A device that implements a system to provide predicted RGB images comprises at least one processor configured for obtaining an infrared picture of a target, and a reference RGB picture of the target. The at least processor is configured to further provide the infrared and reference RGB images to a machine-learning model. The machine-learning model has been trained to output predictions RGB images based on the infrared and reference RGB images. The machine learning model output is used to predict a RGB image for the subject.
Background for Machine Learning assisted image prediction
The image sensor of a device (e.g. a camera) can be used by the user to take photos or videos or to join audio-video conferences with other participants. The lighting environment can affect the quality of an image in some cases.
The detailed description below is meant to be a description for various configurations that the technology in question can be used. It is not intended to be the only configurations. The drawings that are attached to this document form part of the detailed descriptions. To provide a comprehensive understanding of the technology, the detailed description contains specific details. The subject technology can be implemented in a variety of ways, not just the details that are provided here. Structures and components in one or more implementations are shown as block diagrams to avoid confusing the concepts of subject technology.
The image sensor of a device (e.g. camera) can be used to take photos or videos or to join audio-video conferences with other participants. Image quality can be affected by the lighting environment in some cases. Image quality can be affected by low-light environments. In low-light settings, for example, the details of a face (or other subject) may not be clear.
Moreover, even though the device could edit RGB images in real-time using general image processing methods (e.g. adjusting contrast and brightness, or color values by using preset values), it may not provide the level of detail that users desire (e.g. with respect to skin tones, skin textures, face shapes). It may be necessary to improve image quality when the ambient lighting is poor.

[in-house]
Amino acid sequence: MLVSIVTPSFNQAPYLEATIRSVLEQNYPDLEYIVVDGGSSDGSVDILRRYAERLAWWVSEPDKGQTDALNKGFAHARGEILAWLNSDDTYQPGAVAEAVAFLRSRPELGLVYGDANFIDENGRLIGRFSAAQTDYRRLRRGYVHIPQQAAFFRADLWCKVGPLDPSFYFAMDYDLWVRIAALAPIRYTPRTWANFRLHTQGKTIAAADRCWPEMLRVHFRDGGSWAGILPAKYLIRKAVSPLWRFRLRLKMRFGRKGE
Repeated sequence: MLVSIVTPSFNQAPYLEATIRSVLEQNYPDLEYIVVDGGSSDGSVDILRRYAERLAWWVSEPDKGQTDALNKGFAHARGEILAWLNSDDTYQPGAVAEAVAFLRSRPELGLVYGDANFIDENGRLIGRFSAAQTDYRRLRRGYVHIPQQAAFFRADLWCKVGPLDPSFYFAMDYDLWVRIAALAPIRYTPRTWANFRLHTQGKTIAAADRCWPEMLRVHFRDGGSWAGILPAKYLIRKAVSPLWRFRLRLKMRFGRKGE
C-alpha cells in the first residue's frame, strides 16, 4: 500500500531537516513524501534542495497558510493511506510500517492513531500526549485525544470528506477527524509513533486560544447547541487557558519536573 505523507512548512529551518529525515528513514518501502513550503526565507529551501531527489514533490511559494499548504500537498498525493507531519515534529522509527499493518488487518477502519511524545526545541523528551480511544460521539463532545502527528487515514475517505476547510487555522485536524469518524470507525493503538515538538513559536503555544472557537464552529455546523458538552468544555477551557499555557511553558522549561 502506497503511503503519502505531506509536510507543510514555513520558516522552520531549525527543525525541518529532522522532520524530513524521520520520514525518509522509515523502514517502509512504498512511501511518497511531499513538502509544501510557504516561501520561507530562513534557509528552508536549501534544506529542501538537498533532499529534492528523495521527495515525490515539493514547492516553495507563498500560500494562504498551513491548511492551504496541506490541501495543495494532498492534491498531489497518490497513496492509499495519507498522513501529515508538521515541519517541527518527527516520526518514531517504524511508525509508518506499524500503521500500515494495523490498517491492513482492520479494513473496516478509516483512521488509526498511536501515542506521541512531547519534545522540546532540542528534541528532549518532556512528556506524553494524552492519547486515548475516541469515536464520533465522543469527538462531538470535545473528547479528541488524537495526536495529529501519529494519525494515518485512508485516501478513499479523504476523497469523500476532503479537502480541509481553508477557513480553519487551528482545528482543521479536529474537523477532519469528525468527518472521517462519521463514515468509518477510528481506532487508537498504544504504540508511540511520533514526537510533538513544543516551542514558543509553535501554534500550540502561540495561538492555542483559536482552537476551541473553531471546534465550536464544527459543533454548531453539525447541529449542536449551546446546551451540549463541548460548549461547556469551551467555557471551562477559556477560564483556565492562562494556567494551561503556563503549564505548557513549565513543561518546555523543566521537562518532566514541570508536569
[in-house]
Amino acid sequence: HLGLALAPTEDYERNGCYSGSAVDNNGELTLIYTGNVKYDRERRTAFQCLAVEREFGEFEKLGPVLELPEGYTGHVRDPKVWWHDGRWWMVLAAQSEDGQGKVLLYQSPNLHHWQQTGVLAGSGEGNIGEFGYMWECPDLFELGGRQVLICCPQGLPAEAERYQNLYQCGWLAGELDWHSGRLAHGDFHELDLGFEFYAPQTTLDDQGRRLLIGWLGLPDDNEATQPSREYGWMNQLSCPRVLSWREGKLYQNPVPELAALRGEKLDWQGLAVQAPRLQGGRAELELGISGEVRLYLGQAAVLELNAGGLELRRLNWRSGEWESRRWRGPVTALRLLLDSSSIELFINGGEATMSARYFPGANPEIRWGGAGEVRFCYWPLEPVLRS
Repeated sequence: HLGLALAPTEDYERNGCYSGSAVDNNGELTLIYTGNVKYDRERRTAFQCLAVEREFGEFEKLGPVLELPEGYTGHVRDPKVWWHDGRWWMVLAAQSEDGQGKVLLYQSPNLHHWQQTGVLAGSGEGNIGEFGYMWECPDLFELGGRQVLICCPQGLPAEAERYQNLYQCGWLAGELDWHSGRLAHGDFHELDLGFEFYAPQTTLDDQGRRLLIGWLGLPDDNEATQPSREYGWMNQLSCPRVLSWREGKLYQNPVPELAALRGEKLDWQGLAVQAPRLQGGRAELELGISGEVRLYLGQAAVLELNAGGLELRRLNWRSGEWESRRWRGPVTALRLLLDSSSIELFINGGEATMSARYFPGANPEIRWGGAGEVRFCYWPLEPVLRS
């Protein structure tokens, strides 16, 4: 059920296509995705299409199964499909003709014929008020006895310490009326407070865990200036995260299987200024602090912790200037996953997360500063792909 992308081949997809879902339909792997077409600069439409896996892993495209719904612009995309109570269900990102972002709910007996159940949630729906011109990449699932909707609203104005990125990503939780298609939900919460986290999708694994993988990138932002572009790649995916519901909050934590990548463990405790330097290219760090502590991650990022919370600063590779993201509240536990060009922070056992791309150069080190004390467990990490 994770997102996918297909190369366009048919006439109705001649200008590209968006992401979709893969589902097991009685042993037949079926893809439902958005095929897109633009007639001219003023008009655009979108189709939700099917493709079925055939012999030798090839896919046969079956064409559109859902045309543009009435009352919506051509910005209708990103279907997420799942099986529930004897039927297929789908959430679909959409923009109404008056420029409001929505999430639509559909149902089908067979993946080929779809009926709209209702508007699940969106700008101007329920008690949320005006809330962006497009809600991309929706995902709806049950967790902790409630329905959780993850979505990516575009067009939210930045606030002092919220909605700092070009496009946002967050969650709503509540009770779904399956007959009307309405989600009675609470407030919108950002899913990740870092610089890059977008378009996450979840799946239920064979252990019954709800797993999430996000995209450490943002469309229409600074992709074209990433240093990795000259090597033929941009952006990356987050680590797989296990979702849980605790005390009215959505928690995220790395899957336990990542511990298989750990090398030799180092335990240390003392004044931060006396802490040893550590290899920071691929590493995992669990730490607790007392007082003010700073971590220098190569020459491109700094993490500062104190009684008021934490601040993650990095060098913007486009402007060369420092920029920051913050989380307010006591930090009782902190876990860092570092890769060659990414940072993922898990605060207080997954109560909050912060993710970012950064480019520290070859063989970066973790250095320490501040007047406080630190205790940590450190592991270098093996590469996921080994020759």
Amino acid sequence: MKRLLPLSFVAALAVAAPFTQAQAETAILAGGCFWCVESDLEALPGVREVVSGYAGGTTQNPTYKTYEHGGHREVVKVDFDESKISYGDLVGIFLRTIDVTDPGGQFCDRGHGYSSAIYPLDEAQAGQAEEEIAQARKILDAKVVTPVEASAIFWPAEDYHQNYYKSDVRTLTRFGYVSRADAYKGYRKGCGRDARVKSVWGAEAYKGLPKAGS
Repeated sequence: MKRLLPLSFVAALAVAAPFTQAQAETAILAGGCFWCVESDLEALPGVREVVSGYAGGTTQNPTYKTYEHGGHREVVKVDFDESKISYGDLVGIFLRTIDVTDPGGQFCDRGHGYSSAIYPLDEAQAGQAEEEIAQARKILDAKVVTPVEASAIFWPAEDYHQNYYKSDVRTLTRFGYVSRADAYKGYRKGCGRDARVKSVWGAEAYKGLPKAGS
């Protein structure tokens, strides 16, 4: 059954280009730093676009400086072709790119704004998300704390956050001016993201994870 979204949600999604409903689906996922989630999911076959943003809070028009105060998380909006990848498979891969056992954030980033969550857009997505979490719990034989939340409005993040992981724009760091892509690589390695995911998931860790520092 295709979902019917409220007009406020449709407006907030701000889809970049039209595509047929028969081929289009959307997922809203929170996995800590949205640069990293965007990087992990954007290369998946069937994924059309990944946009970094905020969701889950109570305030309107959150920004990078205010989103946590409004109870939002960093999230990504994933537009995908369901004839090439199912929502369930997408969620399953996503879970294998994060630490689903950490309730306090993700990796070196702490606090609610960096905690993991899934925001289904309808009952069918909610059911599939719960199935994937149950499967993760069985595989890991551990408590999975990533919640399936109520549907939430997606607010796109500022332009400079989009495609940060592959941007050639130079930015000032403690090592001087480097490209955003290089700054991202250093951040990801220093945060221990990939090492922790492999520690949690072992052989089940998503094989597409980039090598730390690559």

The subject system uses infrared data captured simultaneously with reference RGB data in conjunction with machine learning models trained on infrared data to predict RGB images. The machine learning model can be trained by a computer using infrared images, reference RGB images, and target RGB data (or expected RGB data) spanning multiple subjects, such as faces of people. The reference RGB data can be captured concurrently with the infrared data (e.g. in low light) or may be captured before the infrared data (e.g. in good lighting). Separate machine learning models can be generated and then trained using these two types. The server can provide the machine learning models trained to devices for local storage.
When a camera on a device (e.g. a front-facing camera used for photos or audio-video conferences) is in use, the device can employ machine learning models to predict RGB images (e.g. reconstructed RGB with improved image quality). The device can also select the machine learning model it will use for low-lighting based on how much ambient light is present. In dimly-lit environments, where the light level is not too low (e.g. low-lit RGB images captured simultaneously with infrared images), RGB image data collected can be provided to a machine learning model that has been trained on low-lit RGB images. If the light level is too low then RGB image data taken prior to the infrared images in good lighting could be used to train a second machine-learning model for predicting RGB pictures.